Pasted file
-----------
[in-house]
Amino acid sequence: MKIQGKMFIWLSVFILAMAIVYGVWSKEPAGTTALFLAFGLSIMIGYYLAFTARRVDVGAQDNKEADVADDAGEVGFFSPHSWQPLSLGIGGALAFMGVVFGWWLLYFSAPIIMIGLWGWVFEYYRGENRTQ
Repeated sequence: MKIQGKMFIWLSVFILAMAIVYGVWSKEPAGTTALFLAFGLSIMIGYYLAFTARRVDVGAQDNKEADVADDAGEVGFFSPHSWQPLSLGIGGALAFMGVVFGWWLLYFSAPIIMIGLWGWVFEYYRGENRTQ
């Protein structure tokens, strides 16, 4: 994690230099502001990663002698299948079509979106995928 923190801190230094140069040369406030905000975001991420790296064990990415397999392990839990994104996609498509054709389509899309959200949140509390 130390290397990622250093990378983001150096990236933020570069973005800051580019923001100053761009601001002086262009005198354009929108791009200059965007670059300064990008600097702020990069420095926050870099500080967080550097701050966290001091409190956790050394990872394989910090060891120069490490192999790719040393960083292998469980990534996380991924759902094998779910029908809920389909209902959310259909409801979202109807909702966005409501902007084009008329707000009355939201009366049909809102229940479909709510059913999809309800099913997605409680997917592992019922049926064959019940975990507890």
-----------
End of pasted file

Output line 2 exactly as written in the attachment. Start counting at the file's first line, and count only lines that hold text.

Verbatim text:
Amino acid sequence: MKIQGKMFIWLSVFILAMAIVYGVWSKEPAGTTALFLAFGLSIMIGYYLAFTARRVDVGAQDNKEADVADDAGEVGFFSPHSWQPLSLGIGGALAFMGVVFGWWLLYFSAPIIMIGLWGWVFEYYRGENRTQ